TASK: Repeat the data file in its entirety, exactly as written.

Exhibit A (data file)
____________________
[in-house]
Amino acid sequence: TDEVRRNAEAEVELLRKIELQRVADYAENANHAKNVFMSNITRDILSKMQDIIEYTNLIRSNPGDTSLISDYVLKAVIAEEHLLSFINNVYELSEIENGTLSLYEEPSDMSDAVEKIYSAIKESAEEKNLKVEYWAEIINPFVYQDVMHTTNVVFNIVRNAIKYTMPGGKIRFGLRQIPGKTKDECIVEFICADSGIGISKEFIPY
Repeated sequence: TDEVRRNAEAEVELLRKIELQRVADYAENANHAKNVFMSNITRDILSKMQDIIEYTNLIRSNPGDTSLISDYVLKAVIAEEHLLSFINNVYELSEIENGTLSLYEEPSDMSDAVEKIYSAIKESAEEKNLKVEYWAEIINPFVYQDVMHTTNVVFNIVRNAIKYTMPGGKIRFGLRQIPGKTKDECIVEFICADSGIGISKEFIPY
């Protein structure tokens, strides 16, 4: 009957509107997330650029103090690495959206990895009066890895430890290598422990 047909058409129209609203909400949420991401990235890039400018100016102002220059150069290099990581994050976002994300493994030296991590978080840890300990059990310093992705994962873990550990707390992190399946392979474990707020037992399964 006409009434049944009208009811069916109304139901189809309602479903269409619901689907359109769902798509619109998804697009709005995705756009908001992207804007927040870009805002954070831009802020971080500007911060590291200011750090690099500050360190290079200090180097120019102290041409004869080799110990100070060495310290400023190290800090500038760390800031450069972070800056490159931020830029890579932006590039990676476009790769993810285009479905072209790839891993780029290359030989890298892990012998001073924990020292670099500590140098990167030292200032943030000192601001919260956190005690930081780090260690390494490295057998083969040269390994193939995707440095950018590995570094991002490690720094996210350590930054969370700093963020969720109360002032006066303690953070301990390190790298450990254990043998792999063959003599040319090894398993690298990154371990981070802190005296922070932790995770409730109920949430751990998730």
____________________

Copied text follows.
[in-house]
Amino acid sequence: TDEVRRNAEAEVELLRKIELQRVADYAENANHAKNVFMSNITRDILSKMQDIIEYTNLIRSNPGDTSLISDYVLKAVIAEEHLLSFINNVYELSEIENGTLSLYEEPSDMSDAVEKIYSAIKESAEEKNLKVEYWAEIINPFVYQDVMHTTNVVFNIVRNAIKYTMPGGKIRFGLRQIPGKTKDECIVEFICADSGIGISKEFIPY
Repeated sequence: TDEVRRNAEAEVELLRKIELQRVADYAENANHAKNVFMSNITRDILSKMQDIIEYTNLIRSNPGDTSLISDYVLKAVIAEEHLLSFINNVYELSEIENGTLSLYEEPSDMSDAVEKIYSAIKESAEEKNLKVEYWAEIINPFVYQDVMHTTNVVFNIVRNAIKYTMPGGKIRFGLRQIPGKTKDECIVEFICADSGIGISKEFIPY
């Protein structure tokens, strides 16, 4: 009957509107997330650029103090690495959206990895009066890895430890290598422990 047909058409129209609203909400949420991401990235890039400018100016102002220059150069290099990581994050976002994300493994030296991590978080840890300990059990310093992705994962873990550990707390992190399946392979474990707020037992399964 006409009434049944009208009811069916109304139901189809309602479903269409619901689907359109769902798509619109998804697009709005995705756009908001992207804007927040870009805002954070831009802020971080500007911060590291200011750090690099500050360190290079200090180097120019102290041409004869080799110990100070060495310290400023190290800090500038760390800031450069972070800056490159931020830029890579932006590039990676476009790769993810285009479905072209790839891993780029290359030989890298892990012998001073924990020292670099500590140098990167030292200032943030000192601001919260956190005690930081780090260690390494490295057998083969040269390994193939995707440095950018590995570094991002490690720094996210350590930054969370700093963020969720109360002032006066303690953070301990390190790298450990254990043998792999063959003599040319090894398993690298990154371990981070802190005296922070932790995770409730109920949430751990998730």